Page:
How to Crochet: Surface Crochet or Surface Slip StitchBy Claire Ortega – 20 Comments
Before starting surface crochet, it is best to have an idea of what design to “draw.” You can even draw up charts to help you with where to place the stitches. Or use up existing charts for tapestry crochet, filet crochet, or even embroidery templates and cross stitch patterns. Surface crochet is easiest when working on a crochet piece with mostly single crochet stitches–and that is what we use in this tutorial.
As with all crochet work, start by making a slip knot. And having your crochet project to embellish on standby.
Attach the slip knot to the back of the work where you want to start your surface crochet design, by making a slip stitch into one of the stitches. Make sure that the stitch doesn’t show in front!
One slip stitch in the back of the work made. Take your hook off the working loop.
From the front of the work, insert hook into a stitch near the working loop in the back.
Insert hook into working loop and pull up the loop through to the front of the work.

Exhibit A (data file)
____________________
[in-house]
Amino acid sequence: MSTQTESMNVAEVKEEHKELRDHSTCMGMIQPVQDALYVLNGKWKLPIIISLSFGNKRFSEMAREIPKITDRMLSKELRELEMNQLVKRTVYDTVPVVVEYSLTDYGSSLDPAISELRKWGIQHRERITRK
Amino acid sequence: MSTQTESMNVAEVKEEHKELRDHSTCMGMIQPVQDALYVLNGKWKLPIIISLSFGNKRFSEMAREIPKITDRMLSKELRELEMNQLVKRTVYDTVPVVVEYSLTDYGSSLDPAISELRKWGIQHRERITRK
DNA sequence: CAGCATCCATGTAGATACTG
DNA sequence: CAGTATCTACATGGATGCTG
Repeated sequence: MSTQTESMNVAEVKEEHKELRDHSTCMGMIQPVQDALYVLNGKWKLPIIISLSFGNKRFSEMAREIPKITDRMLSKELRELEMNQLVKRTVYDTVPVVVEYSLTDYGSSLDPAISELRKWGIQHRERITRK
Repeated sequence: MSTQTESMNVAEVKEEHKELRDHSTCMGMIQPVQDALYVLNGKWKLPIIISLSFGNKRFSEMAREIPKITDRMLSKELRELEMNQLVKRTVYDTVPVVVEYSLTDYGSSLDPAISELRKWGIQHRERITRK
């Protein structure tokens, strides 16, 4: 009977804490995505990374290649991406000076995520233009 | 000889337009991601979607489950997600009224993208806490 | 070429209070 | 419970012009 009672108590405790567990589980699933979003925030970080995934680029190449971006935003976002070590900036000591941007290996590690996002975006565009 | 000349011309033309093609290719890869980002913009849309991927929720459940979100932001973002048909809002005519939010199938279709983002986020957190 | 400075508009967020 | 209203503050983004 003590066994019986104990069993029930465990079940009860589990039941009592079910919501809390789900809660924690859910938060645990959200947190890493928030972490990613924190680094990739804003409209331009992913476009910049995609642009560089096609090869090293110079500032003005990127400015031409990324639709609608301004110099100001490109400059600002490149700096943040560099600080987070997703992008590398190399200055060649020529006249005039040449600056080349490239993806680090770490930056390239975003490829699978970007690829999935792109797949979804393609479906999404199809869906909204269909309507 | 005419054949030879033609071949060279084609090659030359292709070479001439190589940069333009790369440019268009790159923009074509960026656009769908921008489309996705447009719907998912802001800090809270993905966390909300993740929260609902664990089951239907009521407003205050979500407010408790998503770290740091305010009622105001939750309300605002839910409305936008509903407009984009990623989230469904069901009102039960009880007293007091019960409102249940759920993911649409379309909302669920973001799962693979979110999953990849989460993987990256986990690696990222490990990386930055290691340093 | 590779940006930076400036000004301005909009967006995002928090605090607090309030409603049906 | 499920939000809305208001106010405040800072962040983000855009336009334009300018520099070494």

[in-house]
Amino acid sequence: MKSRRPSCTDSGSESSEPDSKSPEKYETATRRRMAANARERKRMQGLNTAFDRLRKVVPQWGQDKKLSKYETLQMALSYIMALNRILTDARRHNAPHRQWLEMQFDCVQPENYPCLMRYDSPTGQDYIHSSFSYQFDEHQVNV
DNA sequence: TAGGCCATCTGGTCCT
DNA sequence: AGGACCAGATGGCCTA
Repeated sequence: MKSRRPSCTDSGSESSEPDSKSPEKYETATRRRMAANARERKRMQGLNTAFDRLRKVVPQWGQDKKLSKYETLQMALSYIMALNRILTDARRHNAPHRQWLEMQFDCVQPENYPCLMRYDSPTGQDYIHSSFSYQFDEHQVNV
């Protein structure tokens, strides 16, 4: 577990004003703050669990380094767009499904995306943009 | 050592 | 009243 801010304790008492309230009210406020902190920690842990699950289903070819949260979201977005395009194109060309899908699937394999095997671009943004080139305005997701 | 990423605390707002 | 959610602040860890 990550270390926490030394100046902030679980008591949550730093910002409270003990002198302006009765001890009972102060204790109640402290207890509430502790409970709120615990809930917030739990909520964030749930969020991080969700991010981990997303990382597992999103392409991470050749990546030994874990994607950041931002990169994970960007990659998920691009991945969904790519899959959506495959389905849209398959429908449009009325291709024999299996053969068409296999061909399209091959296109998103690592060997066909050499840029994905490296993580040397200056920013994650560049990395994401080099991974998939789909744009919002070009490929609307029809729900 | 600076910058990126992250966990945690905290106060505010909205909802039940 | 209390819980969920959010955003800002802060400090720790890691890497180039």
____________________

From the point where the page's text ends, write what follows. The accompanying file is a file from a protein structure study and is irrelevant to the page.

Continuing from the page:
You should have something like this in the front of the work at this point.
Now we start making slip stitches on the surface, with the yarn feeding from the back of the work. Insert hook into next stitch.
From the back of the work, yarn over.
Draw yarn through loop–one surface slip stitch made!
Continue working like so according to the design in mind. This photo shows five (5) surface slip stitches in a straight line.
Surface crochet was easy! Say we already finished working on the design. Here’s how to finish off surface crochet work.
After making the last stitch in your design, remove hook from working loop.
Inserting hook from the back of the work, pick up the working loop and bring it to the back of the work.
From the back of the work, yarn over, pull yarn through loop. Finish off and weave in ends.
|These two photos show how surface crochet looks from the front and the back. The front stitches (left) look like chain stitches or a thin braid, while they look like a basic running stitch from the back (right).|
I hope that was helpful. If you need any help just leave a comment below. Happy hooking!